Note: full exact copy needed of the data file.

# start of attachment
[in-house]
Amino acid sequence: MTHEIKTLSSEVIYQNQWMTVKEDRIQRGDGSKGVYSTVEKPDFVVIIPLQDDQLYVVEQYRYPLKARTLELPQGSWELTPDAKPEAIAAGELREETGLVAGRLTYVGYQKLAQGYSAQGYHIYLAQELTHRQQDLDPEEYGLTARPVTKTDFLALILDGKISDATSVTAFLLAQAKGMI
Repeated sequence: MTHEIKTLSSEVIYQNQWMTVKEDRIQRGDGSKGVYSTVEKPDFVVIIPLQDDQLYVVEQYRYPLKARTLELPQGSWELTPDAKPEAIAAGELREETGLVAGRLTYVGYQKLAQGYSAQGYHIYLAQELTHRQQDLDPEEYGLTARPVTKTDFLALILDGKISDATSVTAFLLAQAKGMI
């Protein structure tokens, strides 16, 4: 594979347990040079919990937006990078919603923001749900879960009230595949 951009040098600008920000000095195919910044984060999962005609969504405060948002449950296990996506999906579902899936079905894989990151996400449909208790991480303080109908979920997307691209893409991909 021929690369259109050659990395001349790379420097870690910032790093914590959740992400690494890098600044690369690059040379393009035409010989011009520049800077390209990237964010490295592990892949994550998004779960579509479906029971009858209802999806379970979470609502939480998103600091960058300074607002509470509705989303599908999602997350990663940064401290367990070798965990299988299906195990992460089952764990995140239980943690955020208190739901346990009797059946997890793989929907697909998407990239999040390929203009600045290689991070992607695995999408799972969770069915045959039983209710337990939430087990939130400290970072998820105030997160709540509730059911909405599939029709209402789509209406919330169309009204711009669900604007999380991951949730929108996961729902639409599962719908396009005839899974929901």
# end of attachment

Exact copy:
[in-house]
Amino acid sequence: MTHEIKTLSSEVIYQNQWMTVKEDRIQRGDGSKGVYSTVEKPDFVVIIPLQDDQLYVVEQYRYPLKARTLELPQGSWELTPDAKPEAIAAGELREETGLVAGRLTYVGYQKLAQGYSAQGYHIYLAQELTHRQQDLDPEEYGLTARPVTKTDFLALILDGKISDATSVTAFLLAQAKGMI
Repeated sequence: MTHEIKTLSSEVIYQNQWMTVKEDRIQRGDGSKGVYSTVEKPDFVVIIPLQDDQLYVVEQYRYPLKARTLELPQGSWELTPDAKPEAIAAGELREETGLVAGRLTYVGYQKLAQGYSAQGYHIYLAQELTHRQQDLDPEEYGLTARPVTKTDFLALILDGKISDATSVTAFLLAQAKGMI
């Protein structure tokens, strides 16, 4: 594979347990040079919990937006990078919603923001749900879960009230595949 951009040098600008920000000095195919910044984060999962005609969504405060948002449950296990996506999906579902899936079905894989990151996400449909208790991480303080109908979920997307691209893409991909 021929690369259109050659990395001349790379420097870690910032790093914590959740992400690494890098600044690369690059040379393009035409010989011009520049800077390209990237964010490295592990892949994550998004779960579509479906029971009858209802999806379970979470609502939480998103600091960058300074607002509470509705989303599908999602997350990663940064401290367990070798965990299988299906195990992460089952764990995140239980943690955020208190739901346990009797059946997890793989929907697909998407990239999040390929203009600045290689991070992607695995999408799972969770069915045959039983209710337990939430087990939130400290970072998820105030997160709540509730059911909405599939029709209402789509209406919330169309009204711009669900604007999380991951949730929108996961729902639409599962719908396009005839899974929901």